[personal profile] emmne
As the weather turns cool, it becomes easier to lap quilt and more fun to cuddle. Select a color scheme or gather five or six fabrics from your stash that go well together, cut simple strips or squares for a weekend quilt, and try your hand at lap quilting, maybe try tying if you haven't before, or a more complex quilting pattern if the fabrics aren't too busy.
[personal profile] emmne
A bit late, but lots of my life has been running behind plans this summer. September and October are a time for starting school, getting ready for the holidays, and catching up on what doesn't fit the summer weather, so now is the time to start holiday plans. How about a fall, Halloween, or Harvest wall hanging and table runner? Leaf patterns are plentiful: just shift to warm and sunset colors to get the seasonal look.
[personal profile] emmne
Off center squares-inside-squares.

Suggestion: use the same base color for all the outer squares.

Advanced: use different shapes inside or different sized outer squares and rectangles (e.g. 4, 8 12 or 3, 6, 9) Make a stack of each and fit them together.
[personal profile] emmne
June Block of the Month Prompt: Find a crazy quilt on line or a crazy quilt pattern (yes there are a few out there). Use some stash.

Large block variation: Use the same fabrics in a different arrangement to make four or six different crazy quilt blocks.

Designers challenge: Take several crazy quilt blocks (they can be drawn on paper and colored with crayon if you like, then cut the blocks out). Put them together so that the matching fabrics/colors from different blocks are together as often as possible. Compare that to putting as many contrasting fabrics together along the edges as possible.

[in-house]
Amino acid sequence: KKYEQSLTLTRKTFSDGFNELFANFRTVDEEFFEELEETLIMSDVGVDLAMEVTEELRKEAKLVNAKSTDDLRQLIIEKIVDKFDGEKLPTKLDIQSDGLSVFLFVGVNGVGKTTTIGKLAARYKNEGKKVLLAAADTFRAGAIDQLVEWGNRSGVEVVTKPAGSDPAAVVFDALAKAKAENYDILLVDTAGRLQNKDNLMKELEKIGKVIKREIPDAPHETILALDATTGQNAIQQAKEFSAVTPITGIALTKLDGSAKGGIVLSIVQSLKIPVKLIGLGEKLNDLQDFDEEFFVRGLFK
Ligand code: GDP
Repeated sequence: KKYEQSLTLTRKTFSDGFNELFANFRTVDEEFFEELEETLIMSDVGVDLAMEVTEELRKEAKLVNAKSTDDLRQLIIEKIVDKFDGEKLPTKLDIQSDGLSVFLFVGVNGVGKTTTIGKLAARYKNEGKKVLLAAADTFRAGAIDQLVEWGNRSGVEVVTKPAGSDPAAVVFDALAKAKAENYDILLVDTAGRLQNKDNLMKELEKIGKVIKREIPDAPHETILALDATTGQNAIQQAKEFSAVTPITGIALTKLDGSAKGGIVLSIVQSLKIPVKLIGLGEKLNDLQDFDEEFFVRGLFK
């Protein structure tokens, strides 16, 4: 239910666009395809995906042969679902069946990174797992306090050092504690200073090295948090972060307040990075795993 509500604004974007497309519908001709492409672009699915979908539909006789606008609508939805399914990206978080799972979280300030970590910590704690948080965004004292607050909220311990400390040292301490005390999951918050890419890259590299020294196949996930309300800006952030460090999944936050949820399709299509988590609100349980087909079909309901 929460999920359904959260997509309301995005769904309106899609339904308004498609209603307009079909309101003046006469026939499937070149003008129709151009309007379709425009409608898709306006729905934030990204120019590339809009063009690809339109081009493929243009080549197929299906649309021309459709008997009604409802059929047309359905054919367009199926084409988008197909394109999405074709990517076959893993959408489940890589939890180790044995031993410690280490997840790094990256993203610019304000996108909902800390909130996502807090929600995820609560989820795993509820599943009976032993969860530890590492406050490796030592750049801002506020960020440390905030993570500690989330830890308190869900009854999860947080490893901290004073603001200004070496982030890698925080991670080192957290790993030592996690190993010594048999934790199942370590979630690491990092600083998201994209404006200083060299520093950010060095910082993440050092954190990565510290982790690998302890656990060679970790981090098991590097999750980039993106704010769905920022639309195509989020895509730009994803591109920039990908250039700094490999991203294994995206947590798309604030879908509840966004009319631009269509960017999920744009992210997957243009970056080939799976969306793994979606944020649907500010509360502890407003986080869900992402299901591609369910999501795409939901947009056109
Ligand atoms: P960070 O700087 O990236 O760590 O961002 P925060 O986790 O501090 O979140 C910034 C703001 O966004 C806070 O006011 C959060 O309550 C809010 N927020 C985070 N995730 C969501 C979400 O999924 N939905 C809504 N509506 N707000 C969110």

[personal profile] emmne
Prompt: Find a star block you haven't tried before.

Large block variation: consider using several small stars to make a larger block, sampler-style

Designer's challenge: integrate two star block patterns into a single, more complex star
[personal profile] emmne
I was writing a blog about writer's prompts and realized that they served much the same purpose as block-amonth type projects: a challenge to try something new or different, to learn a technique or get better at a known one without committing to a whole book/quilt. That it results in a decent sized quilt once all the blocks are made is bonus. (They can also be turned into place mats, bags, wall hangings, etc., and often quilters never quite get around to doing anything with their results, just like writers, who rarely publish their prompt-based "practice" pieces without major modification.)

Along that line, how about a block-a-month prompt: not a specific block (which I have yet to figure out how to post online even when I've developed instructions), but a category or suggestion for something to look up or try from our collection of books, magazines, and free patterns online. Just to show how it works, I'll start with something easy: half-square triangles. Find a block that calls for half-square triangles and make it.

You can do the same size or different sizes each month (or however rapidly I post prompts that you feel like making). You can make matching fabrics or use scraps (the idea is practice, and you can make a nice comfy quilt for yourself even if you don't really like the results, and different sizes can be assembled into a single quilt though it helps if you do 4-8-12 (pus seam allowance on each size), 3-6-9-12 (plus seam allowance on each size) sequential sizes for easier assembly without borders). You can make more than one if you find several squares in the category that look fun.

If you are all too familiar with half-square triangles, look for a different way to make them (I've found at least three, all called the same thing) or invent your own block that uses at least four triangles.

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